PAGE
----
RMA by-pass to encourage development
Monday 4 September 2017
Separate urban planning laws which by-pass the Resource Management Act (RMA) and ease the path of development will be bought in if a National-led government is re-elected.
According to National’s Infrastructure spokesperson Steven Joyce and Environment spokesperson Nick Smith, the policy will encourage more responsive planning and faster development in growing cities.
Joyce said they want to make it easier to build the housing and infrastructure needed for growth while ensuring the country’s urban environments are among the world’s most liveable.
"To do that we need to give our cities the ability to adapt and develop faster, while respecting and improving the urban environment - and the current planning system is not allowing that.
“The RMA’s one-size-fits-all approach has restrained the development of our cities, dragged on their economic performance, and restricted the supply of much-needed housing and infrastructure.”
He said that, to deal with this, National will establish a fit-for-purpose planning system that allows cities to evolve in a way that improves the local environment, but makes them great places to live and work.
There have long been calls for a reform of New Zealand’s complex and bureaucratic planning system.
Back in March, the Productivity Commission recommended a radical shakeup of the existing system in its Better Urban Planning report.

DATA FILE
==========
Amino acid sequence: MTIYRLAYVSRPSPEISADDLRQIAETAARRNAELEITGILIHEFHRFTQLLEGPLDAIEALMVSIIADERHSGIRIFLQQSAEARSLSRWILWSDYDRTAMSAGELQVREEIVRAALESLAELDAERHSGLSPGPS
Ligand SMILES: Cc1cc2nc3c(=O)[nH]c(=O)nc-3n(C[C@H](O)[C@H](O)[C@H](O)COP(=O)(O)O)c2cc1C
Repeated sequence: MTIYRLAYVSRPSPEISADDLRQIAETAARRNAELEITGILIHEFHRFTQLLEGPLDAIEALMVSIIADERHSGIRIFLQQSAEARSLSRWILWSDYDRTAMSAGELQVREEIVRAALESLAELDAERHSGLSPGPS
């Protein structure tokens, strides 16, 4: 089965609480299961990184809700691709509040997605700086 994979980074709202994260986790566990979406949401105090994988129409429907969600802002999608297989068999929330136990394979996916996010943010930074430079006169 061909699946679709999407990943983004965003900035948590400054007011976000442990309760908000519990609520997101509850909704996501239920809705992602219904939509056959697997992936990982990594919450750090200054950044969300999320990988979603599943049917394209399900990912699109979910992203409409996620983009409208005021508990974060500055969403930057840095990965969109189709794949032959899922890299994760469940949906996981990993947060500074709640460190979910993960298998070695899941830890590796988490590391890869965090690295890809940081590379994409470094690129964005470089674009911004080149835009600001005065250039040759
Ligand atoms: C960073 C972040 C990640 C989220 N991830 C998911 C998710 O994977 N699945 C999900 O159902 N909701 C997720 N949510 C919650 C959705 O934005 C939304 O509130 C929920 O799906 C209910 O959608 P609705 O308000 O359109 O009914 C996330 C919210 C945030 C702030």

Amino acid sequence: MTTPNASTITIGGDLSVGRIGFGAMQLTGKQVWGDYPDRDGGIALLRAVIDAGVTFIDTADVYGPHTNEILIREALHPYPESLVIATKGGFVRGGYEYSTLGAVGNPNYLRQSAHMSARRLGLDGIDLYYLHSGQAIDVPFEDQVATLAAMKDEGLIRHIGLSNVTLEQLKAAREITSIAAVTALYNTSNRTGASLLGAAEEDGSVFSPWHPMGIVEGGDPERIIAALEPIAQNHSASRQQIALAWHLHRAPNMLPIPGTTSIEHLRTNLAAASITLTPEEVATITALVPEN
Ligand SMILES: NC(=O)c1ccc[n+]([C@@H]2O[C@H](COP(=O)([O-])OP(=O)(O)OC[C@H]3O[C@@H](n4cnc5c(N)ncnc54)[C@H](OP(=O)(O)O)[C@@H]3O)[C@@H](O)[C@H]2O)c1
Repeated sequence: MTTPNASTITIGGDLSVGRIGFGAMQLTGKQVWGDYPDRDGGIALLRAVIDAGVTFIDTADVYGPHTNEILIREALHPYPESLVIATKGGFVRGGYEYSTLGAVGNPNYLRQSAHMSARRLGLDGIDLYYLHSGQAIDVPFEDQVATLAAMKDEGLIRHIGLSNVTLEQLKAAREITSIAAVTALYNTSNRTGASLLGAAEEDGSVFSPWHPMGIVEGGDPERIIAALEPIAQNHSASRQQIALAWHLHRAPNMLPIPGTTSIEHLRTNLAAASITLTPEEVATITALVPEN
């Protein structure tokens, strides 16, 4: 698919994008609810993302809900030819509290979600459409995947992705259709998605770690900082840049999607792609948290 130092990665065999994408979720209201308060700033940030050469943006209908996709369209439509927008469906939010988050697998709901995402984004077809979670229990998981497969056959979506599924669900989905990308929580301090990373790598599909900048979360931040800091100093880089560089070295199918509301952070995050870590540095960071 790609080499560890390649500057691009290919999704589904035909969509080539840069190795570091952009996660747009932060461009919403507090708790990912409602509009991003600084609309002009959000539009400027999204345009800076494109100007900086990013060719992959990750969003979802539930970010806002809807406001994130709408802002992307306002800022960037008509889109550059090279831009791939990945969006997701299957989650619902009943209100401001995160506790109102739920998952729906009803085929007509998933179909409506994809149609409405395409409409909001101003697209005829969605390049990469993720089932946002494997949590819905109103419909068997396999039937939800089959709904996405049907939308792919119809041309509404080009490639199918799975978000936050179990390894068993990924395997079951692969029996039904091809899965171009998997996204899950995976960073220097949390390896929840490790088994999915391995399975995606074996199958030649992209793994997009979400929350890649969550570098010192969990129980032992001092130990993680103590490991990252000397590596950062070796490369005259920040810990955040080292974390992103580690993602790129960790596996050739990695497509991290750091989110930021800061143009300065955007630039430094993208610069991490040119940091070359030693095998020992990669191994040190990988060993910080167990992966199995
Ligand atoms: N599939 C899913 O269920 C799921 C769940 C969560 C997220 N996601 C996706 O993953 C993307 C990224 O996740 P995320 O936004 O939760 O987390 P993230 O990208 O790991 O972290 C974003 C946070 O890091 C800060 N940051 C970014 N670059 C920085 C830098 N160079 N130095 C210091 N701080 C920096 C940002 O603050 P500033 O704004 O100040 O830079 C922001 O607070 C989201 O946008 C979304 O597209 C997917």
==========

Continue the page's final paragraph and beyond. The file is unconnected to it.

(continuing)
It said such a shakeup would make development easier and less costly – and put a halt to escalating house prices.
The OCED has also said that New Zealand’s lack of a comprehensive urban development strategy is a problem.
The current National-led government has been making changes to the RMA with the goal of making it easier to develop and build.
But Smith said they have reached the end of what can be done by making incremental changes to the RMA and it is time to develop fit-for-purpose urban planning legislation.
The new planning legislation will have clear and separate objectives for regulating urban and natural environments, he said.
"This new legislation will work in parallel with our plan to put in place urban development authorities to redevelop specific brownfields areas in our cities to allow for more housing.”
The urban planning reform process will start by consulting with local government, iwi, experts, and the public and will emulate the process used with Auckland’s Unitary Plan, Smith said.
“We want to use the same collaborative formula to create an urban planning system that enables growth, gives businesses the confidence to invest, and adapts to the changing needs of cities.”
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